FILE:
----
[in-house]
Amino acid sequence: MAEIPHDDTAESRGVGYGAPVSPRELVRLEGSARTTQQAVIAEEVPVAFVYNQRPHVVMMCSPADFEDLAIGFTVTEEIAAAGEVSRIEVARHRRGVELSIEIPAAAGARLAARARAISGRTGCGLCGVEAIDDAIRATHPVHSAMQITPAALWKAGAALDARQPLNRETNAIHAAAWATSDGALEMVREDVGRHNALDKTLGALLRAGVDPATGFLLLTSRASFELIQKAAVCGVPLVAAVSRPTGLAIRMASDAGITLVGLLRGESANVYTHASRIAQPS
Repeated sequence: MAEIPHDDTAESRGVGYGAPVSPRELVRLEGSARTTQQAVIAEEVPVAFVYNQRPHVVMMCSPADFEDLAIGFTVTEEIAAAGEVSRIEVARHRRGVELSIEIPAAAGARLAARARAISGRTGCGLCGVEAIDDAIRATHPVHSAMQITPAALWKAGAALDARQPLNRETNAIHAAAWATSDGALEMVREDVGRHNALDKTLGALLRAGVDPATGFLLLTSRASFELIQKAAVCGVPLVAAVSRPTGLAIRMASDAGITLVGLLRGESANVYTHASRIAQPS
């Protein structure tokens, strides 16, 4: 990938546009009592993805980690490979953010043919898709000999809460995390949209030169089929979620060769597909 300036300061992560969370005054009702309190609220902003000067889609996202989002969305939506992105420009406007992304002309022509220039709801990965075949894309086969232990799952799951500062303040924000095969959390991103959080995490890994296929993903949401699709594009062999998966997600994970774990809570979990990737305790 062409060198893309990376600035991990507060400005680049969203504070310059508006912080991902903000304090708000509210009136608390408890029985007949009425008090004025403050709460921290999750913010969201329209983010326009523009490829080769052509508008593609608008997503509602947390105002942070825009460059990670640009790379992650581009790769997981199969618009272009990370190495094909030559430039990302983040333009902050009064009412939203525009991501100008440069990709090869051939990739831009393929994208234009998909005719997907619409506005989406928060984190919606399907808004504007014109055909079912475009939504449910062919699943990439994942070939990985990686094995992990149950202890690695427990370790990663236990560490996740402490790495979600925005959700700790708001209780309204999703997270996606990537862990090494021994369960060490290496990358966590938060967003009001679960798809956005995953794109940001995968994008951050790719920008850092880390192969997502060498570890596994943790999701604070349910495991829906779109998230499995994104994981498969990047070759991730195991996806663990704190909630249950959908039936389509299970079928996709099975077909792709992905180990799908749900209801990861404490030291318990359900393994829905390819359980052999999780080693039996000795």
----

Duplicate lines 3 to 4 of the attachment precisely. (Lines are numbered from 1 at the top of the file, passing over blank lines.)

Repeated sequence: MAEIPHDDTAESRGVGYGAPVSPRELVRLEGSARTTQQAVIAEEVPVAFVYNQRPHVVMMCSPADFEDLAIGFTVTEEIAAAGEVSRIEVARHRRGVELSIEIPAAAGARLAARARAISGRTGCGLCGVEAIDDAIRATHPVHSAMQITPAALWKAGAALDARQPLNRETNAIHAAAWATSDGALEMVREDVGRHNALDKTLGALLRAGVDPATGFLLLTSRASFELIQKAAVCGVPLVAAVSRPTGLAIRMASDAGITLVGLLRGESANVYTHASRIAQPS
């Protein structure tokens, strides 16, 4: 990938546009009592993805980690490979953010043919898709000999809460995390949209030169089929979620060769597909 300036300061992560969370005054009702309190609220902003000067889609996202989002969305939506992105420009406007992304002309022509220039709801990965075949894309086969232990799952799951500062303040924000095969959390991103959080995490890994296929993903949401699709594009062999998966997600994970774990809570979990990737305790 062409060198893309990376600035991990507060400005680049969203504070310059508006912080991902903000304090708000509210009136608390408890029985007949009425008090004025403050709460921290999750913010969201329209983010326009523009490829080769052509508008593609608008997503509602947390105002942070825009460059990670640009790379992650581009790769997981199969618009272009990370190495094909030559430039990302983040333009902050009064009412939203525009991501100008440069990709090869051939990739831009393929994208234009998909005719997907619409506005989406928060984190919606399907808004504007014109055909079912475009939504449910062919699943990439994942070939990985990686094995992990149950202890690695427990370790990663236990560490996740402490790495979600925005959700700790708001209780309204999703997270996606990537862990090494021994369960060490290496990358966590938060967003009001679960798809956005995953794109940001995968994008951050790719920008850092880390192969997502060498570890596994943790999701604070349910495991829906779109998230499995994104994981498969990047070759991730195991996806663990704190909630249950959908039936389509299970079928996709099975077909792709992905180990799908749900209801990861404490030291318990359900393994829905390819359980052999999780080693039996000795």